Switzerland chose a different path. Since 2011 all circulating commemorative coins – whether in Uncirculated or Proof quality – have been sold via Swissmint for an additional charge. At first, the selling price was raised to 30 francs, but after the fall of the silver price at the beginning of 2012 it was lowered to 25 francs, to be raised again to 30 francs early in 2017. However, this measure does not seem to have done the sale of coins any good, either. The mintage was reduced from 50,000 specimens in 2015 to 35,000 specimens.
The 2011 Austrian copper coin was a complete success. Photo: Austrian Mint.
The Austrian Mint went a completely different way, although it is important to mention that it only issues a minimum of circulating commemorative coins. When the silver price rose, the Mint stopped immediately issuing silver circulating commemorative coins at face value, in order to gain some time to come up with a new concept. On 14 December 2011 the time had come. A new circulating commemorative coin was released, albeit not made of silver but copper.
To date, it has become an extremely popular collector’s item and is often bought and given away as a present also by non-collectors. The marketing department of the Austrian Mint had hit on the ingenious idea of establishing it as an ideal gift, accompanied by an appealing packaging, on the occasion of visits between Christmas and New Year’s Eve. With 300,000 specimens, the mintage is about twice of what used to be minted of the silver versions in circulation quality.
The Canadian version
The Royal Canadian Mint took a completely different approach in reaction to the silver boom. It used the suddenly emerging silver hype to launch its Face Value Program in 2011.
In spite of its great name, this Face Value Program is basically nothing else than the silver circulating commemorative coins with silver content that are issued in Europe. There is one crucial difference, however: while the European models are indeed legal tender backed by the State, the Canadian coins have been defined as non-circulating legal tender. In other words, neither the trade nor the banks are legally bound to accept the specimens as payment.
Initially, the Face Value Program proved a great success. The Royal Canadian Mint sold $4.2 million of $20 coins at face value to customers who had previously nothing to do with coins. Its main target were younger people, which is why popular motifs such as Bugs Bunny, Superman, a dinosaur or the spaceship Enterprise were chosen.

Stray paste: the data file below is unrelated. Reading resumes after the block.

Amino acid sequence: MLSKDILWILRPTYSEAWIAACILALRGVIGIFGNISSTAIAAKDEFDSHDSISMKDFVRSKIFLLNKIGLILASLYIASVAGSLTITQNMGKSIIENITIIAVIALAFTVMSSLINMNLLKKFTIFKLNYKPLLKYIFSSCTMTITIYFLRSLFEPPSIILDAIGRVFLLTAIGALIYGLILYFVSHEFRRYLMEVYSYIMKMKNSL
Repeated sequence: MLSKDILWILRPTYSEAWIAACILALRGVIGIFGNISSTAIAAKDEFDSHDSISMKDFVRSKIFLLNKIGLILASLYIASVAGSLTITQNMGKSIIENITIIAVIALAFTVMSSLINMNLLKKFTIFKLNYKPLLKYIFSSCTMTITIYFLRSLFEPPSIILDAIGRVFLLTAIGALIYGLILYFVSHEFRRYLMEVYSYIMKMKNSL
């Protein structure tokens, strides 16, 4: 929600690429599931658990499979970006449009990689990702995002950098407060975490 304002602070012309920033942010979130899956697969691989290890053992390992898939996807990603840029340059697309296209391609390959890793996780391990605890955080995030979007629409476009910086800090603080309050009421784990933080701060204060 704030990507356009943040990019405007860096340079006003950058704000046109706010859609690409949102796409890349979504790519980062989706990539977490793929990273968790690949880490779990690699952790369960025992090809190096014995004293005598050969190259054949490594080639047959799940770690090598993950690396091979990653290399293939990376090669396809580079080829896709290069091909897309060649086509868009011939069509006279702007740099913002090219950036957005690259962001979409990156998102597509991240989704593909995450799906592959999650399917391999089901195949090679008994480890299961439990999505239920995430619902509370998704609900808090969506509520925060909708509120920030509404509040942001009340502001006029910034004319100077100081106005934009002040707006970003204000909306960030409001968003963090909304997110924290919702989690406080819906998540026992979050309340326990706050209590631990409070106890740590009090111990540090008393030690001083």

But then the problems started: buyers tried to use these coins – Surprise! Surprise! – to buy something only to realize that they could not buy anything at all with these coins. Of course, this resulted in anger and bad publicity. The coin owners could call themselves lucky if someone paid them the silver value for their collector’s item and saved them the trip to the Canadian Mint, where the pieces were and are actually taken back at face value. The retailers, for their part, obtained a pretty profit by collecting the pieces and returning them, at face value, to the Royal Canadian Mint.
The Royal Canadian Mint has now found ways for customers to exchange their Face Value Program coins for face value at RCM with as little effort as possible and without having to resort to a middleman. Canada Post plays a vital role here.
An unwanted side effect of these returns is the fact that the Royal Canadian Mint is now left with the expenses that are incurred by the silver price fluctuations. After all, it had bought the silver in the coins, which it withdraws from them during the melting process, for a much higher price. These costs are so high that they have a significant impact on the annual budget which in 2016 was roughly $17 million smaller than in the year before.
Learning from history?
Altogether, it is a good idea to look at the past when, once again, the question arises as to how to correlate the fluctuating silver price with silver containing circulating commemorative coins. One thing is certain: there is hardly any better marketing strategy than these popular coins for beginners. Their release, on the other hand, involves risks one should know before opting for it.
This article was published originally in the December issue of Currency News 2017.